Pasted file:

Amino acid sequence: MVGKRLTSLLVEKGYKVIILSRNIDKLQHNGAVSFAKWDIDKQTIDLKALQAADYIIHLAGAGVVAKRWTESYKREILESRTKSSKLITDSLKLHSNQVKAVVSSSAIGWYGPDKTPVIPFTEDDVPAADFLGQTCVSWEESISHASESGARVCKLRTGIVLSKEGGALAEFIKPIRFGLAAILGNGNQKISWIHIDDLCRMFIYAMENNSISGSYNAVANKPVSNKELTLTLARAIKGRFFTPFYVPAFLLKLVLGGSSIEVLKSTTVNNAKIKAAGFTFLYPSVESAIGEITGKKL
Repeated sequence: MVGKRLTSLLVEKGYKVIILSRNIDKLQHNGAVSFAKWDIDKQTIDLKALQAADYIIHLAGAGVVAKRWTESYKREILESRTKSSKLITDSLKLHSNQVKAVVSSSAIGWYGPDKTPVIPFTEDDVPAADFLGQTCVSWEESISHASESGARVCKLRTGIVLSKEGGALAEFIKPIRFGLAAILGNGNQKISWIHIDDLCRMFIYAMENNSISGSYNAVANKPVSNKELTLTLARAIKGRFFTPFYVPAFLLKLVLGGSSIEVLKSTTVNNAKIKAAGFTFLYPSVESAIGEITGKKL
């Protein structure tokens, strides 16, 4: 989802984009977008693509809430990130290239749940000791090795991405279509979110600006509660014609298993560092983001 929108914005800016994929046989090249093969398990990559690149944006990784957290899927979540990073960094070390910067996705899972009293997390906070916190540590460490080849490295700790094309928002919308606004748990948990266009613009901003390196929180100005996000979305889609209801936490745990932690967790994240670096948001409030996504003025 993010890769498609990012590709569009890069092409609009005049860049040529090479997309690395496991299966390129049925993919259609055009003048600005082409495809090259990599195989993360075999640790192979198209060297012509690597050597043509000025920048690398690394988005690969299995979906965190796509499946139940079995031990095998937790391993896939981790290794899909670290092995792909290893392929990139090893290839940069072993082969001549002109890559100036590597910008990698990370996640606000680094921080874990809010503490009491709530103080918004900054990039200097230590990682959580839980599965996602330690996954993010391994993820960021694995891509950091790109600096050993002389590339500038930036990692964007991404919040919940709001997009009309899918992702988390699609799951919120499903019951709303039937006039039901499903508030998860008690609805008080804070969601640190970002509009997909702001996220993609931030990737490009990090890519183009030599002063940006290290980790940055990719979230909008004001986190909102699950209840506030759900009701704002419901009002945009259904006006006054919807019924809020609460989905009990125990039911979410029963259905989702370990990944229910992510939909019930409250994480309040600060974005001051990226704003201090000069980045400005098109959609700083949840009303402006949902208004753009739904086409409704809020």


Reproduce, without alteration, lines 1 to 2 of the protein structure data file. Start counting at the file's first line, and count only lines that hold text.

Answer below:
Amino acid sequence: MVGKRLTSLLVEKGYKVIILSRNIDKLQHNGAVSFAKWDIDKQTIDLKALQAADYIIHLAGAGVVAKRWTESYKREILESRTKSSKLITDSLKLHSNQVKAVVSSSAIGWYGPDKTPVIPFTEDDVPAADFLGQTCVSWEESISHASESGARVCKLRTGIVLSKEGGALAEFIKPIRFGLAAILGNGNQKISWIHIDDLCRMFIYAMENNSISGSYNAVANKPVSNKELTLTLARAIKGRFFTPFYVPAFLLKLVLGGSSIEVLKSTTVNNAKIKAAGFTFLYPSVESAIGEITGKKL
Repeated sequence: MVGKRLTSLLVEKGYKVIILSRNIDKLQHNGAVSFAKWDIDKQTIDLKALQAADYIIHLAGAGVVAKRWTESYKREILESRTKSSKLITDSLKLHSNQVKAVVSSSAIGWYGPDKTPVIPFTEDDVPAADFLGQTCVSWEESISHASESGARVCKLRTGIVLSKEGGALAEFIKPIRFGLAAILGNGNQKISWIHIDDLCRMFIYAMENNSISGSYNAVANKPVSNKELTLTLARAIKGRFFTPFYVPAFLLKLVLGGSSIEVLKSTTVNNAKIKAAGFTFLYPSVESAIGEITGKKL